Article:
Is the Parable of the Seeds more than just for the Gospel?

We’ve known them exclusively as responses to the gospel. Ground and fruit. Soil and words.

Sower and Seeds bird

Words can fall on many kinds of soil (or lack of soil). In Matthew 13, Jesus identifies four types of ground on which seeds can fall. By the way side refers to hard ground that prevents the seed from even taking roots. Birds swoop and eat the seeds before anything can happen. Stony ground provides a tiny bit of soil that actually allows the seeds to germinate and begin to grow, but because the roots cannot penetrate the stones to get into the earth they wither and die. The thorny ground allows the seed to grow, but the thorns choke the life out of the little plants. Finally, there is the good ground. The conditions for germination are rich and present, and a harvest is predicted. The seed grow into plants that produce much fruit.Sower and Seeds thistle

Yet, is there a connection between sowing seeds of the gospel and sowing seeds through your blog, posts, tweets, website or writing?

Could the hard ground be the reader who hears about your work, does not understand the content but chooses to plaster 1-star reviews complete with atrocious and defamatory claims? Like Satan who plucks the message away from the could-be-believer, keeping the heart unenlightened and discouraging others who may benefit from your work?
What if the stony ground portrays the avid reader who delights in words, but she pledges no allegiance to your authorship and when negative remarks comes to the fore, her so-called love for your work rapidly evaporates?
The thorny ground may be the audience that receive your words, but whose minds are full of other distractions and pleasures. Not that they dislike your work, but their attention is elsewhere and thus have no time for your words.

Sower and Seeds good groundThe good ground depicts the one who buys, borrows, reads, receives and is affected positively by your words. Your writing changes his life and he is on a high with rave reviews and enthusiastic accolades. His words ringing out to the world bear much fruit – draw more readers, comments and 4-star and 5-star reviews. The reader described by the “good ground” is the only one of the four types who is truly supportive of your work, because as with the gospel, the proof is fruit.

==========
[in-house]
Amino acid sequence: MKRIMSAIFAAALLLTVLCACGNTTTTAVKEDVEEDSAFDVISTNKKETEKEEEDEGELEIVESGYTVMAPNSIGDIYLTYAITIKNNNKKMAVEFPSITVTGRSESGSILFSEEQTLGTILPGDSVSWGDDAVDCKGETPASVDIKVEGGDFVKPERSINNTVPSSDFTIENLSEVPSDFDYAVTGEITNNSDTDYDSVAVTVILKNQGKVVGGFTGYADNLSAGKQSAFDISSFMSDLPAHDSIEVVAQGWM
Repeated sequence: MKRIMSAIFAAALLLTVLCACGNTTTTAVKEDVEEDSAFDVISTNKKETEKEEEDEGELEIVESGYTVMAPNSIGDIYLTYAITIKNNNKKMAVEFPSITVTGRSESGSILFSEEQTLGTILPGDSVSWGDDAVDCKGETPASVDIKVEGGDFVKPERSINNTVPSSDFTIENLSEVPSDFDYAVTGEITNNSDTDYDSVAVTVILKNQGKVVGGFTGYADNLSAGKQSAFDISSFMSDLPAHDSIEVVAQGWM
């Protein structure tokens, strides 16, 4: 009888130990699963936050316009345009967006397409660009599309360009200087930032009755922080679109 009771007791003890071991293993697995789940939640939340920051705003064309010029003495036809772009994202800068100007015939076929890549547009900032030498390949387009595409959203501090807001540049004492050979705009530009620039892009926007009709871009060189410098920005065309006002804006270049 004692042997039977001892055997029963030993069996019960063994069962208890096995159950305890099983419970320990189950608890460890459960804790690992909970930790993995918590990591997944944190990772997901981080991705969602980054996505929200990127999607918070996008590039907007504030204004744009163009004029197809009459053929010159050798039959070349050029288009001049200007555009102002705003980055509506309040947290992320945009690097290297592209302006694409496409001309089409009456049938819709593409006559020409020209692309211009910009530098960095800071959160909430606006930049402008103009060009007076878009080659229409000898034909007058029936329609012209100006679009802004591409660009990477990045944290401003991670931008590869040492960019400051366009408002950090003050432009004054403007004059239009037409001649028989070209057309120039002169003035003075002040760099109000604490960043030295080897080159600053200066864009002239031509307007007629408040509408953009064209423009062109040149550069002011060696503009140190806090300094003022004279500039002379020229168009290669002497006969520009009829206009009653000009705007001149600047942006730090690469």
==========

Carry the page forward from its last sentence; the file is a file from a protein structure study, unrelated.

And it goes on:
In Matthew 13:9, Jesus remarks, “He who has ears to hear, let him hear!” A person’s reception of God’s Word is determined by the condition of his heart. A reader’s reception of your words is determined by the state of his heart. Your prayer can shape the heart. Be blessed today.

(On the first weekend of October, Susan Harris offered her latest inspirational book, Remarkably Ordinary: 20 Reflections on Living Intentionally Right Where You Are, free on Amazon. 871 copies were downloaded. That’s 871 seeds scattered all over the globe, which could make ordinary lives, extraordinary. She began to apply the concept of the grounds to her books and prayed that the readers would open the downloads and be drawn into the experiences, that they would find their own lives remarkable and that they would offer good reviews. It’s been one week since and she’s had 2 new reviews, both 5*****.
Would you pray with her that the messages for wholesome living find good soil? Would you apply the concept to your own writing?)

http://susanharris.ca
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High Res Final  Cover 25 Mar 2014 (1)BIO: Susan Harris is a speaker and former teacher, and the author of Golden Apples in Silver Settings, Remarkably Ordinary, Little Copper Pennies and Little Copper Pennies for Kids. Her first submission to Chicken Soup for the Soul is published in Chicken Soup for the Soul: The Cat Did What? edition as Smokey’s Lockout, and was released August 19, 2014. Remarkably Ordinary will be released in print on November 1, 2014. Her upcoming children’s picture book, Alphabet on The Farm will be released in both English and French. Susan was born in exotic Trinidad but now lives on the Saskatchewan prairies with her husband, daughter and the gregarious cats.
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